AMC’s The Killing, by all rights an exceptional crime drama, was killed in season two. However, talks with studio execs and creative teams about how the show could continue after the Rosie Larsen murder is solved by Seattle PD homicide detectives Stephen Holder, played by Joel Kinnaman, and Sarah Linden, played by Mirielle Enos quickly led execs to believe the show still had life. After watching the season two finale, I had my doubts that it could happen. Everything about the Rosie Larsen murder was tied up. The bad guys were (mostly) caught and the family is left with a sliver of closure and the hope of a new start away from the awful memory of Rosie’s death. Linden and Holder part ways. I didn’t like that. I was not ready for the show to end, but with the murder solved, where could it possibly go?
With a deal from Netflix, Fox Television Studios was able to broaden the market for the show and have now included in their cast veteran actor Peter Sarsgard, who plays death row inmate Ray Seward, thirty days out from execution.
Seward’s case was the one that defined Sarah Linden’s character and career, making her an intense powder keg of emotional repression. She is haunted by details surrounding the case. Raised as a foster kid herself in the Seattle system, she watched this man’s son, who spent five days locked in a room with his brutally murdered mother, sent into the same system that informed her formative years. It was this case that ultimately landed her in a psychiatric unit.
Fifteen months after the solving of the Rosie Larsen case, Stephen Holder is looking to make Sergeant and has a new girlfriend. He’s found his place on the force after falling down as a Narc. In his role as a homicide detective he has landed on his feet, though he had to cash in his clean chips a couple of times during the first two seasons after coming face to face with his inner demons.
Holder has a new partner and they are covering a case where a series of bodies turned up, working girls with their throats cut. When the M.O. seems to coincide with Linden’s old case, he comes to his partner for help. Linden has backed out of the cop’s world. She works as a ferry patrol, lives on Vashon island and enjoys a quiet life. Unlike Holder’s career track, she is comfortable putting the past behind her. Until the ghosts come calling, as ghosts have a tendency to do. Linden becomes convinced that Seward is innocent and that the murder he is accused of is part of a larger pattern that coincides with Holder’s investigation. Knowing Linden’s character, it could be a subconscious attempt to implode her personal life, as she is wont to do. Regardless, she starts working with Holder again.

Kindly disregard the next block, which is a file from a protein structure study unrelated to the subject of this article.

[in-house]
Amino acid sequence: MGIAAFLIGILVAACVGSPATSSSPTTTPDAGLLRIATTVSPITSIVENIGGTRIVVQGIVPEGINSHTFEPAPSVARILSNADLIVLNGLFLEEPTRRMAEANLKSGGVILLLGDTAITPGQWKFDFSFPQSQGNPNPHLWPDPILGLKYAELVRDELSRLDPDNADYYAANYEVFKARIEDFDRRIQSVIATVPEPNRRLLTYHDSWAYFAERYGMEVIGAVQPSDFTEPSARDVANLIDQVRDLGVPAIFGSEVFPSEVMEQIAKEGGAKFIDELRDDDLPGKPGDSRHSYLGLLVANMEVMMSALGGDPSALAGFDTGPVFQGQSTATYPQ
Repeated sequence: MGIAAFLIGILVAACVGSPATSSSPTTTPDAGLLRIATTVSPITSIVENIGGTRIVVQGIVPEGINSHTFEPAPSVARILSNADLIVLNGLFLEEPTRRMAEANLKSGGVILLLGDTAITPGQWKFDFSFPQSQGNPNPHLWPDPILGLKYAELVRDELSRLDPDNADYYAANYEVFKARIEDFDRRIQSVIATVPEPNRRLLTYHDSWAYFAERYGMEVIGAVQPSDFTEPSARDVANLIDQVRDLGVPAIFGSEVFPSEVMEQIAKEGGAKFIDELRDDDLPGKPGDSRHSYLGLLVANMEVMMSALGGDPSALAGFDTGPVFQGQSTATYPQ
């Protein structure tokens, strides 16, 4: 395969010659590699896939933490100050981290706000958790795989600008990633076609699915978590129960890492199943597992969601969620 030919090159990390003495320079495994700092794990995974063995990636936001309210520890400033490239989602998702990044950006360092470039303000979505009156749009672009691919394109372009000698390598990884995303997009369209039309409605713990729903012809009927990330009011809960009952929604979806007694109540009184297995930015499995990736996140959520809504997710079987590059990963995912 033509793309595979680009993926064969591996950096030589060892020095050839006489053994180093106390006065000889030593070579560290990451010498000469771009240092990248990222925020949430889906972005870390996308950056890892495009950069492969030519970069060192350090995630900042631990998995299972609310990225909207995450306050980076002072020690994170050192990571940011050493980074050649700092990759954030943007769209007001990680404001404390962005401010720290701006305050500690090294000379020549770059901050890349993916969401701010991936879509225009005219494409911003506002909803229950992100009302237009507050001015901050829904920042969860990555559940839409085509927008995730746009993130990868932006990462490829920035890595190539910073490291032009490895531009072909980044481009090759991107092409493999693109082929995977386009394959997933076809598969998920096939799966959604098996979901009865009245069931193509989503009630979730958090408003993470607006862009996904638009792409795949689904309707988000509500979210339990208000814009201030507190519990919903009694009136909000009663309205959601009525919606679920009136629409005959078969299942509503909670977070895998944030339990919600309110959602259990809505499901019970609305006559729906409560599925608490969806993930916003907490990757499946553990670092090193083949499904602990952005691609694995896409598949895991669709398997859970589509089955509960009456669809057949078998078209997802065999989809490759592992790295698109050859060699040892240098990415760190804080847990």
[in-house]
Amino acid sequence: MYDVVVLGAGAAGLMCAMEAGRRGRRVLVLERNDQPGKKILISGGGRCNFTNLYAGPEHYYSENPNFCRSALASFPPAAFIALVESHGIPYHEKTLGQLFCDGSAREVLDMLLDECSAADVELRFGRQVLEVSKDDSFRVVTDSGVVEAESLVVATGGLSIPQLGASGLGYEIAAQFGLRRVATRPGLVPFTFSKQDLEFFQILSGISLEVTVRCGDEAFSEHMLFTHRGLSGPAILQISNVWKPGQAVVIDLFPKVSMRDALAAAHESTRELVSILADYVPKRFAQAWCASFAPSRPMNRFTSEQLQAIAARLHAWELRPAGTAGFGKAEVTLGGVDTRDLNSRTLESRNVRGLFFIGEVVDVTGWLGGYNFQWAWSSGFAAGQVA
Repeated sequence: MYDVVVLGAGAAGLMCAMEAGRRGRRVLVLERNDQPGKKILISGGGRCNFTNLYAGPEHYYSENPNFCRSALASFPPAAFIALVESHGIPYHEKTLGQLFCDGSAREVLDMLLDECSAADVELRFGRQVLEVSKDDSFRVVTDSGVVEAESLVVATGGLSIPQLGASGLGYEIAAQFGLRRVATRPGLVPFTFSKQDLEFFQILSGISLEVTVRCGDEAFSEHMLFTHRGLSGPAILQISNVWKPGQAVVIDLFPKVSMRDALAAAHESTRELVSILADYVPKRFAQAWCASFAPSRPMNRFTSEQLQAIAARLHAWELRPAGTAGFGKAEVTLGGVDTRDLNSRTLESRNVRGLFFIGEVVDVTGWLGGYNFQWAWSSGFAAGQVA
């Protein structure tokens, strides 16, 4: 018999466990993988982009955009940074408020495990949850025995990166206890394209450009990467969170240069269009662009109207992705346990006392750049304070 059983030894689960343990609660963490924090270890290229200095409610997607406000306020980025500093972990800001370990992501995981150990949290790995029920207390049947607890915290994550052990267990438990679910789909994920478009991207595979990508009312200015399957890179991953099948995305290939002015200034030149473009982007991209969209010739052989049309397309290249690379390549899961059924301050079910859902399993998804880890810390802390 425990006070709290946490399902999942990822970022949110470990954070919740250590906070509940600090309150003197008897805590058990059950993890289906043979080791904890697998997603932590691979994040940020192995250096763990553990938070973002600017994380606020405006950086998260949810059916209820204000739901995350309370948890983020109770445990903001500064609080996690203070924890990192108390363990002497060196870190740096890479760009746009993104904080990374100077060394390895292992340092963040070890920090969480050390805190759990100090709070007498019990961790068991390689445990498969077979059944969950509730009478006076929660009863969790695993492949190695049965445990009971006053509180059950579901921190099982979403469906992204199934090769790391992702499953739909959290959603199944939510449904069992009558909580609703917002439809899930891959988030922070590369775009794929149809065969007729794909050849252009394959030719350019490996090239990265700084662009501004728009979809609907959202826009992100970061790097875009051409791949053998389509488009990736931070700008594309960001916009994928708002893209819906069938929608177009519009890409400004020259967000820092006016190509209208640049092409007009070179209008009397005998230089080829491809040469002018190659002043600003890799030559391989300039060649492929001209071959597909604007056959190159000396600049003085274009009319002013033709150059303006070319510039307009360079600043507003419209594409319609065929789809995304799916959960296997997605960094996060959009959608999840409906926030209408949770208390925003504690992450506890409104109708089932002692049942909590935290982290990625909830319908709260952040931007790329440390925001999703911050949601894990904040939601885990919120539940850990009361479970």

The chemistry that drove the relationship between Linden and Holder was one of opposites and similarities that are innate in both characters. They are so similar in background and experiences but deal with their troubles in such different ways. There are things that set them both off and the other, a necessary foil to hot tempers, is there to take them down from the edge. Holder is abrasive and clumsy. He says things before he thinks but means well. He over-shares and is giving of himself. Linden is downright surly in her self-possession. She doesn’t like “share time”. She is contained to the point of obsession and Holder toes the line of her eccentricities and sometimes oversteps it. Linden doesn’t like that. Still, you get that these two characters care about each other, however guarded that care may be.
A lot of fans of the show were upset by the two season run of the case of Rosie Larsen. They complained of feeling cheated out of a tidy conclusion in the first season. I watched it streaming on Netflix and, bolstered by the fantastic performances of the cast, was sucked into the drama of politics and murder in the Pacific northwest. I’m excited to see the characters revived and hope against hope for strength in the writing. Early reviews are out and they aren’t pretty but I reserve the right to think for myself, thanks. Let’s see what you got for us, AMC.